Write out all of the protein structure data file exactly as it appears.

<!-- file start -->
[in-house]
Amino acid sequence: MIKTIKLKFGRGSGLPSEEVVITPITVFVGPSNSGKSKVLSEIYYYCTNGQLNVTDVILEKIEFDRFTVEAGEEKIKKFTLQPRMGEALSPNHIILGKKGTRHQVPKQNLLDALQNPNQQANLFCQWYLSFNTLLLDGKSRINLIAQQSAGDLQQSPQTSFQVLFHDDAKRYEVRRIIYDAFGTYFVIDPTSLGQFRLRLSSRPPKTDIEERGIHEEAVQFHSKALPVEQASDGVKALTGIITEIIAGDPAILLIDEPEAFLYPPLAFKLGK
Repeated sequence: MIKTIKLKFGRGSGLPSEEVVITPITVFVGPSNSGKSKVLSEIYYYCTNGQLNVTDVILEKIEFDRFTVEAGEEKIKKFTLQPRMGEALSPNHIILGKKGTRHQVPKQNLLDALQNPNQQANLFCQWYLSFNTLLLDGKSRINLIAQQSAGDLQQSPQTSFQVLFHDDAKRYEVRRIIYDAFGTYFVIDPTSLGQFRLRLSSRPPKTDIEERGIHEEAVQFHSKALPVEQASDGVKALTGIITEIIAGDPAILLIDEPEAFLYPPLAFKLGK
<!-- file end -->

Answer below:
[in-house]
Amino acid sequence: MIKTIKLKFGRGSGLPSEEVVITPITVFVGPSNSGKSKVLSEIYYYCTNGQLNVTDVILEKIEFDRFTVEAGEEKIKKFTLQPRMGEALSPNHIILGKKGTRHQVPKQNLLDALQNPNQQANLFCQWYLSFNTLLLDGKSRINLIAQQSAGDLQQSPQTSFQVLFHDDAKRYEVRRIIYDAFGTYFVIDPTSLGQFRLRLSSRPPKTDIEERGIHEEAVQFHSKALPVEQASDGVKALTGIITEIIAGDPAILLIDEPEAFLYPPLAFKLGK
Repeated sequence: MIKTIKLKFGRGSGLPSEEVVITPITVFVGPSNSGKSKVLSEIYYYCTNGQLNVTDVILEKIEFDRFTVEAGEEKIKKFTLQPRMGEALSPNHIILGKKGTRHQVPKQNLLDALQNPNQQANLFCQWYLSFNTLLLDGKSRINLIAQQSAGDLQQSPQTSFQVLFHDDAKRYEVRRIIYDAFGTYFVIDPTSLGQFRLRLSSRPPKTDIEERGIHEEAVQFHSKALPVEQASDGVKALTGIITEIIAGDPAILLIDEPEAFLYPPLAFKLGK